I can hardly believe it, but today is the HH and my thirteenth anniversary! And to think they said it would never last! Of course, when we met, we were just love-struck kids a one-night stand riding the subway two jaded divorcés who thought they’d never again find love.
And yet, here we are. And get a load of our conversation earlier this morning:
Ricki and the HH marvel at 13 years together (which is about 11 more years than Ellen and Portia). The HH gets ready to shave for work while Ricki brushes her teeth.
HH: You know, I had to buy this new razor yesterday. I had a two-blader, and now they only come with three blades or more.
Ricki [mouth full of confiscated toothpaste suds]: Rrrbrrry?
HH: Yes, really. I think I had that razor longer than we’ve been together.
Ricki [rinsing mouth]: That would be more than thirteen years. Wow.
HH: Yeah. Hey–that means that all of the cells in our bodies have already been replaced since we got together! So we’re not even the same two people we were when we first met.
Ricki: You’re such a romantic.
Okay, I suppose there is something a little bit special about walking around with a cellular makeup that developed entirely while I’ve been living with the HH (and the same for him). And if cells renew themselves every seven years in dogs, too, that means Elsie really is “our” dog now (though Chaser still has a ways to go).
“Mum, that is ageism, don’t you think? I mean, it’s not my fault I’m only three years old tomorrow. And what’s up with an April 7th birthday, anyway? It’s always overshadowed by your darn anniversary.”
Well, if red is the color of passion, then perhaps these beet burgers can inject an extra shot of romance into our relationship on this special day.
You may have noticed how much I adore beets, from salads to faux pepperoni and even a dessert. A much-loved vegetable in my kitchen, beets are a star in the veggie universe as well: besides tasting great, they’re packed with minerals like manganese, potassium, magnesium and iron, are a great source of the B Vitamin folate, and actually help boost liver function. They contain cancer-fighting antioxidants, help prevent heart disease and reduce inflammation in the body. They’re a great source of fiber and can promote regularity. And they might just introduce a little extra passion to your mealtime.
I got the idea for these burgers when Kim mentioned “beetloaf” one day on twitter. I do enjoy savory loaves (such as nutroasts), but wanted something that would cook up a bit faster and perhaps go well in a sandwich (since I seem to be on a sandwich kick these days). After a couple of false starts (I guess there is such a thing as “too much beet”), I came up with this version: browned and barely crispy on the outside, still moist on the inside, with a naturally smoky flavor and sweet undertones. These patties make a great main dish served alongside your favorite vegetable or even a creamy pasta.
I imagined a burger that tasted hearty without being too heavy or too earthy because of the beets. The pairing of buckwheat and beets accomplishes this goal admirably; these are a mild burger, yet one that is–dare I say it–meaty enough to really satisfy.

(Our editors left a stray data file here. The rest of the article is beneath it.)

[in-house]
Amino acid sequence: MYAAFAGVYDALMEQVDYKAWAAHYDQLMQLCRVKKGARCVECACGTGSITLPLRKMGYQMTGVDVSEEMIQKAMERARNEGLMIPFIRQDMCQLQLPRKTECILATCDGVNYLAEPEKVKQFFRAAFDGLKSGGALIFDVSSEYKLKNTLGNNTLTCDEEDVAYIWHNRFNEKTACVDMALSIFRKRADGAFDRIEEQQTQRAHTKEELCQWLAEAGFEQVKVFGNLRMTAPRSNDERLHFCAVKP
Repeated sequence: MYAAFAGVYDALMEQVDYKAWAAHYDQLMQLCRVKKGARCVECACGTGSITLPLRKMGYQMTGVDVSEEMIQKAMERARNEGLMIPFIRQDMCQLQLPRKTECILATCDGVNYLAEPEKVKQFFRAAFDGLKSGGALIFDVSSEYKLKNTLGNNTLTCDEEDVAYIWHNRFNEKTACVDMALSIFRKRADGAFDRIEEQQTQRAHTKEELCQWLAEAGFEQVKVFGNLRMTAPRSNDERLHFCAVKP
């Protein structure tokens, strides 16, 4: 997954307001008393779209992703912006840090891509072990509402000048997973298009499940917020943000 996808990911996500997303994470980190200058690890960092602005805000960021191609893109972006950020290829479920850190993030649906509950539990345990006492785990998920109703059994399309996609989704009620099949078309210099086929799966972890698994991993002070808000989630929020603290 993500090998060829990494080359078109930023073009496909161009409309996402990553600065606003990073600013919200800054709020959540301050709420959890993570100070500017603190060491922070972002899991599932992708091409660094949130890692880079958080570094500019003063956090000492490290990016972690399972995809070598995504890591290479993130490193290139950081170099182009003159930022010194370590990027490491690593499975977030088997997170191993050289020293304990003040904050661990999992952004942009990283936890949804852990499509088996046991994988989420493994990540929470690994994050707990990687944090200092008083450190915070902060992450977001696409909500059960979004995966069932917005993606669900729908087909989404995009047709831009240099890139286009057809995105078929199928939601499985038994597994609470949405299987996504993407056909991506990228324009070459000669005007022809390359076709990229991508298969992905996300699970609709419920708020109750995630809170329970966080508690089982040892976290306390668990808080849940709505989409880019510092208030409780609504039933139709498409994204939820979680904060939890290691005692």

1/2 cup (120 ml) buckwheat, dry
1-1/3 cups (320 ml) vegetable broth of stock
1-1/2 cups (235 g) brazil nuts (or use walnuts or pecans, or a mix)
1/2 cup (50 g) whole old-fashioned rolled oats (not instant or quick cook)
1/4 cup (30 g) finely ground flax seeds
5-1/2 ounces (150 g) cooked*, peeled beets (3-4 small beets)
1/2 medium red pepper, chopped
1/4 cup (60 ml) parsley, chopped
3/4 tsp (3.5 ml) fennel
1 tsp (5 ml) ground mustard
1/2 tsp (2.5 ml) fine sea salt
up to 1/2 cup (120 ml) additional vegetable broth or stock, as needed
Preheat oven to 350F (180C). Line a cookie sheet with parchment, or spray with nonstick spray.
In a small pot, bring the 1-1/3 cups (320 ml) vegetable stock to a boil; add the buckwheat, cover, lower heat and simmer for about 15 minutes, until all the liquid is absorbed. Remove the cover, fluff with a fork, and allow to cool.
In the bowl of a food processor, process the nuts, flax and oats to the texture of a coarse meal. Add the beets, pepper, parsley, fennel, mustard and salt and process until almost smooth, yet still grainy.
Using a large ice cream scoop or 1/3 cup (80 ml) measuring cup, scoop out the mixture and flatten to patties about 1/2 inch (1 cm) thick. Bake in preheated oven 25 minutes, then gently turn over and return to oven for another 15-25 minutes, until the burgers are crisp on the edges. Serve plain or in buns. These go well with avocado mayonnaise or fresh and spicy cilantro sauce (both of these condiments will create a cool red-and-green Christmas vibe with the burgers, too). Makes 8-10 burgers. May be frozen.
* I bake the beets because I prefer the flavor and find they are a bit dryer that way, so the burgers will hold together better. If you boil the beets instead, you might like to reduce the vegetable broth by 2-4 Tbsp (30-60 ml).
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Last Year at this Time: Dr. Ornish, You Stole My Heart: Seven Grain Dirty Rice and Beans
Two Years Ago: Lucky Comestible II (3): Quinoa Oatmeal Croquettes
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